There’s not many jobs where you can turn up to work dressed as an Irish bar wench without anyone batting an eyelid.
But for Pauline Plewinski, her clients are more likely to hit her up for a pint.
The Whangarei-based Diversional Therapist trainee says the greatest skill anyone in her line of work needs is a sense of humour. That, and the ability to cater for the unexpected.
She works for Alzheimers Northland in their Whangarei day centre, which caters for around 20 – 25 people with various forms of dementia.
From the outside, the centre is your average brown brick building, but inside, the fun begins.
A small group clusters around a pool table, where elderly clients hone their physical and cognitive skills by knocking the balls around and reminding each other whether they’re on bigs or smalls. Most of time, everyone forgets and they just get on with having a good time.
Pauline says the most important part of her job is to ensure her clients have a safe space to come and have fun. This is not only therapeutic for the clients, but it gives their family and carers some time to have a break and recharge their batteries, because as Pauline says, caring for someone with dementia is a full-time job.
“People with dementia often have sleep disturbance, so they can be up all night, and they do need a lot of supervision,” Pauline says.
“So, the day centre gives carers some respite so they can have a sleep or do something nice for themselves like get their hair done or just do the grocery shopping.”
“Dementia is sadly a debilitating condition and families often remark how much it changes their loved one, that they are no longer the person they once were. But through play and laughter, it’s as though we peel back the layers and help them to be the person they used to be,” she says.
Pauline says working with older people has always been her passion, but now through hands-on-experience with her employer and the support of Industry Training Organisation (ITO), Careerforce, she is on her way to gaining the New Zealand Apprenticeship in Community Facilitation, a Level 4 NZQA-approved qualification. As the ITO for the health and wellbeing sectors, Careerforce works closely with employers across New Zealand to implement workplace training programmes, enabling staff to learn and achieve formal qualifications while at work. “Although my background is in aged care and dementia care, through studying this Diversional Therapy qualification I am gaining a much deeper understanding of how the games and activities we run every day at work helps our clients,” Pauline says.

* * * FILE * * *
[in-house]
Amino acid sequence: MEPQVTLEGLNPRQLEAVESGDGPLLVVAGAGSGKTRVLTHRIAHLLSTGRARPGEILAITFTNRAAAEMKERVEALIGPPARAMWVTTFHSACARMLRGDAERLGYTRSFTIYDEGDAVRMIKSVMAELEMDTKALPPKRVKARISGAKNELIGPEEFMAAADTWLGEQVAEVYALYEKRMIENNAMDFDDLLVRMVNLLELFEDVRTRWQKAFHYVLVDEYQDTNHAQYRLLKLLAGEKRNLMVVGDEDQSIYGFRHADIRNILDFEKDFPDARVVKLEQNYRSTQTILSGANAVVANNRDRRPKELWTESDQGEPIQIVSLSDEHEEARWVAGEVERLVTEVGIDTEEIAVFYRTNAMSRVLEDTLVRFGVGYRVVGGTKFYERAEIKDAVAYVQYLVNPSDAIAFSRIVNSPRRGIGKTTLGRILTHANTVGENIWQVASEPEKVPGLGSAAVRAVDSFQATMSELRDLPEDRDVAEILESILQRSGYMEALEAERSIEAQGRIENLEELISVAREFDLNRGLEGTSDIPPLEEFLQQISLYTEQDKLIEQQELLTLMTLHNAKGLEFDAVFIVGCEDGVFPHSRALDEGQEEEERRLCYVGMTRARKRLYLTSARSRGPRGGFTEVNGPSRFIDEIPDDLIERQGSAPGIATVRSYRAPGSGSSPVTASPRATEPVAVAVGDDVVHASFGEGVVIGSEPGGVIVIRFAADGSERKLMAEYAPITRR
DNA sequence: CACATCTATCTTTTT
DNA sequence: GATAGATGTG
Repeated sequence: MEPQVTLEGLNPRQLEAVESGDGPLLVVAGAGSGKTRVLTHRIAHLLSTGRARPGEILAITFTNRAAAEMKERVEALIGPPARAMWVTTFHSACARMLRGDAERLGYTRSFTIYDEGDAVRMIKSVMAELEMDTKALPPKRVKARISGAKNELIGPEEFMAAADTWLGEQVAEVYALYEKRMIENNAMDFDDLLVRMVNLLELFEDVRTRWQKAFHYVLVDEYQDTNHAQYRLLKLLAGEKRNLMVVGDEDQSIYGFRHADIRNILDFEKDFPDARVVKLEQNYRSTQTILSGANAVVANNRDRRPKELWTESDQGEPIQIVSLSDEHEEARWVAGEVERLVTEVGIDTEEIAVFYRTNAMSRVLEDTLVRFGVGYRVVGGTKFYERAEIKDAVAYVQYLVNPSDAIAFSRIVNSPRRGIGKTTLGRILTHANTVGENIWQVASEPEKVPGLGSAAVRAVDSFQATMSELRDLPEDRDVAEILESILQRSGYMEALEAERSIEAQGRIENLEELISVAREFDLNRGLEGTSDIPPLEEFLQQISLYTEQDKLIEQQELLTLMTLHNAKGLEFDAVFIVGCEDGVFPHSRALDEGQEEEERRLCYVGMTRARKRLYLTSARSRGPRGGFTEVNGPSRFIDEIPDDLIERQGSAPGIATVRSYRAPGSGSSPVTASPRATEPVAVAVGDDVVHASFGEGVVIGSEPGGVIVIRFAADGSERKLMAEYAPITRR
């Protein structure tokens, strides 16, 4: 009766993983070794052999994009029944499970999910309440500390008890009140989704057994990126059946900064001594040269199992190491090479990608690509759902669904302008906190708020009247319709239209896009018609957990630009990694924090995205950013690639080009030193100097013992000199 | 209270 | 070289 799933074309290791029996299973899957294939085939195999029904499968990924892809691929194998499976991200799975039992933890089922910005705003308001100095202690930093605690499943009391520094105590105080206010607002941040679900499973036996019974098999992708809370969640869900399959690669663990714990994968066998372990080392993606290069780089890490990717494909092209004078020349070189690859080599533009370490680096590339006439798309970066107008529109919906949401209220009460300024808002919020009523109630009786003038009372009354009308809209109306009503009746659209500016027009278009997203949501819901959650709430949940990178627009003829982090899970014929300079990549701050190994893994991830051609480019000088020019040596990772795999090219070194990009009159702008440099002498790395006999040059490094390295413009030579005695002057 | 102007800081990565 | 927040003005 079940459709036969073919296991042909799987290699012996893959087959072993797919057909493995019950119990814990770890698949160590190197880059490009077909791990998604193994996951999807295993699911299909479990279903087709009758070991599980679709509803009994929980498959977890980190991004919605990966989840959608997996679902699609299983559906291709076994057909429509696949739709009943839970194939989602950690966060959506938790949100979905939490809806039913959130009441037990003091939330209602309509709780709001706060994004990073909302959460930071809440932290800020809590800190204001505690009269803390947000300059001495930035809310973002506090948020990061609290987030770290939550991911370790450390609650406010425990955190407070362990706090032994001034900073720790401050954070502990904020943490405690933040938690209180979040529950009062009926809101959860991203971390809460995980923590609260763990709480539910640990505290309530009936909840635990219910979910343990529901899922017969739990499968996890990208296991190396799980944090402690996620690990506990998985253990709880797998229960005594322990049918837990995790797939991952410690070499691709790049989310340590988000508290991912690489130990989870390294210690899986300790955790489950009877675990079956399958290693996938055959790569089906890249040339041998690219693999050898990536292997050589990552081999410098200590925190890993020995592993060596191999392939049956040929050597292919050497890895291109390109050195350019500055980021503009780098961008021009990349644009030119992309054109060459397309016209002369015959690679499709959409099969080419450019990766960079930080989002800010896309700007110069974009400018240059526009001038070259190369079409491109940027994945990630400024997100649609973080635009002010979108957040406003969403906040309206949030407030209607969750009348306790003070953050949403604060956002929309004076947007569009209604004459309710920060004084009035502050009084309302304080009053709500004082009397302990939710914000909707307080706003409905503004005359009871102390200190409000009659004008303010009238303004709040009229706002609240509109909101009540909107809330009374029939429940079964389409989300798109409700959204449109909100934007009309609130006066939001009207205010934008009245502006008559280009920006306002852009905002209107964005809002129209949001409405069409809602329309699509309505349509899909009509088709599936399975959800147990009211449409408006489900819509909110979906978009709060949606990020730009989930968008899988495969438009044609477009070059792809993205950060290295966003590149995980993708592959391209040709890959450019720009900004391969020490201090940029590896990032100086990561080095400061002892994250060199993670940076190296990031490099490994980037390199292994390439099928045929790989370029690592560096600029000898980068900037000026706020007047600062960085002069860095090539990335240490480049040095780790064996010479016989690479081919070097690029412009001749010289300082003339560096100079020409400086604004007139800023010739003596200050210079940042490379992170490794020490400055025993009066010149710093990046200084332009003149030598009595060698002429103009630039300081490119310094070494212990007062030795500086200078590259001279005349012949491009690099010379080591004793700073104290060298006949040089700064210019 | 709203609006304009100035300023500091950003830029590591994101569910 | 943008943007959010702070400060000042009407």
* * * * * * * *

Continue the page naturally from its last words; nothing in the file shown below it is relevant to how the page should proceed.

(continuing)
“This is because these physical and cognitive activities help retrain their brains and shows them new ways to learn how to do old tasks. Some of these brain training games help them to remember things easier and can even help people to wake up parts of their brain affected by dementia.”
Pauline’s manager, Kevin Salmon, is very supportive of her training journey. “Investing in staff education is always a wise investment and the clients reap the benefits,” Kevin says.
Kevin helped the architect and was the interior designer behind the custom-built centre, including the colour scheme which ranges from soothing two-toned blues to a fire-engine red urinal in the men’s bathroom that clients “just can’t miss.” His rationale? Many people with dementia experience problems with their vision, causing them to misinterpret the world around them. “For example, a shadow on the carpet could be mistaken for a hole in the floor, which is why we had this centre installed with special lighting to create a naturally bright and friendly interior,” Kevin says. “And when someone has a decreased sensitivity to colour contrasts, it can become a real challenge to locate a white toilet and a white sink inside a white bathroom.”
“So, we’ve designed everything in this centre to provide a safe, familiar and fun environment for our clients, which is important.”